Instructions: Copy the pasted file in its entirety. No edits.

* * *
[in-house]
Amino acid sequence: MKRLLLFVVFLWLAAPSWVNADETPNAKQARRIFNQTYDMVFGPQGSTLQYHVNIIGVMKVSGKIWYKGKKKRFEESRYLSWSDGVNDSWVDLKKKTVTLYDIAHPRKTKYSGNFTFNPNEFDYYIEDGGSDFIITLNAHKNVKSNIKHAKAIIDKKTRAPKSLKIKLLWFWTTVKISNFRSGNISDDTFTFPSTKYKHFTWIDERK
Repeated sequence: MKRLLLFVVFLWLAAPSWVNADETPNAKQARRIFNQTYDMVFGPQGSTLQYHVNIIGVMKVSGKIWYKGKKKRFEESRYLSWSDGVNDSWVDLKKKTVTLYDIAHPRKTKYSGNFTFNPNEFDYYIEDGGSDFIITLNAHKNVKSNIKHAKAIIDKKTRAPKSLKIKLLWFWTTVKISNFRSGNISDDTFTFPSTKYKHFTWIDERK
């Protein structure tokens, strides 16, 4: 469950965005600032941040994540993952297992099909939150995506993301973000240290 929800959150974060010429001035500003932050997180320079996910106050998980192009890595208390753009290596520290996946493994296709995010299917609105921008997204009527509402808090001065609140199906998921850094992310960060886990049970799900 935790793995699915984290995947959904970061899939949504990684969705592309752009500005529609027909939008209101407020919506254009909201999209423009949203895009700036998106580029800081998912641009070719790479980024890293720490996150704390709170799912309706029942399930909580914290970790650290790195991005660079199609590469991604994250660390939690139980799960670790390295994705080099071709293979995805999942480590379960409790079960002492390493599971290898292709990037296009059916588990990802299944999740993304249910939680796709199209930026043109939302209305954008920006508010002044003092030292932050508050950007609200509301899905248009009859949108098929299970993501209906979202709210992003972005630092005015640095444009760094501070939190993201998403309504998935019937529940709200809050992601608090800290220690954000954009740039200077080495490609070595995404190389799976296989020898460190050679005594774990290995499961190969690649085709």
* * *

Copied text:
[in-house]
Amino acid sequence: MKRLLLFVVFLWLAAPSWVNADETPNAKQARRIFNQTYDMVFGPQGSTLQYHVNIIGVMKVSGKIWYKGKKKRFEESRYLSWSDGVNDSWVDLKKKTVTLYDIAHPRKTKYSGNFTFNPNEFDYYIEDGGSDFIITLNAHKNVKSNIKHAKAIIDKKTRAPKSLKIKLLWFWTTVKISNFRSGNISDDTFTFPSTKYKHFTWIDERK
Repeated sequence: MKRLLLFVVFLWLAAPSWVNADETPNAKQARRIFNQTYDMVFGPQGSTLQYHVNIIGVMKVSGKIWYKGKKKRFEESRYLSWSDGVNDSWVDLKKKTVTLYDIAHPRKTKYSGNFTFNPNEFDYYIEDGGSDFIITLNAHKNVKSNIKHAKAIIDKKTRAPKSLKIKLLWFWTTVKISNFRSGNISDDTFTFPSTKYKHFTWIDERK
């Protein structure tokens, strides 16, 4: 469950965005600032941040994540993952297992099909939150995506993301973000240290 929800959150974060010429001035500003932050997180320079996910106050998980192009890595208390753009290596520290996946493994296709995010299917609105921008997204009527509402808090001065609140199906998921850094992310960060886990049970799900 935790793995699915984290995947959904970061899939949504990684969705592309752009500005529609027909939008209101407020919506254009909201999209423009949203895009700036998106580029800081998912641009070719790479980024890293720490996150704390709170799912309706029942399930909580914290970790650290790195991005660079199609590469991604994250660390939690139980799960670790390295994705080099071709293979995805999942480590379960409790079960002492390493599971290898292709990037296009059916588990990802299944999740993304249910939680796709199209930026043109939302209305954008920006508010002044003092030292932050508050950007609200509301899905248009009859949108098929299970993501209906979202709210992003972005630092005015640095444009760094501070939190993201998403309504998935019937529940709200809050992601608090800290220690954000954009740039200077080495490609070595995404190389799976296989020898460190050679005594774990290995499961190969690649085709």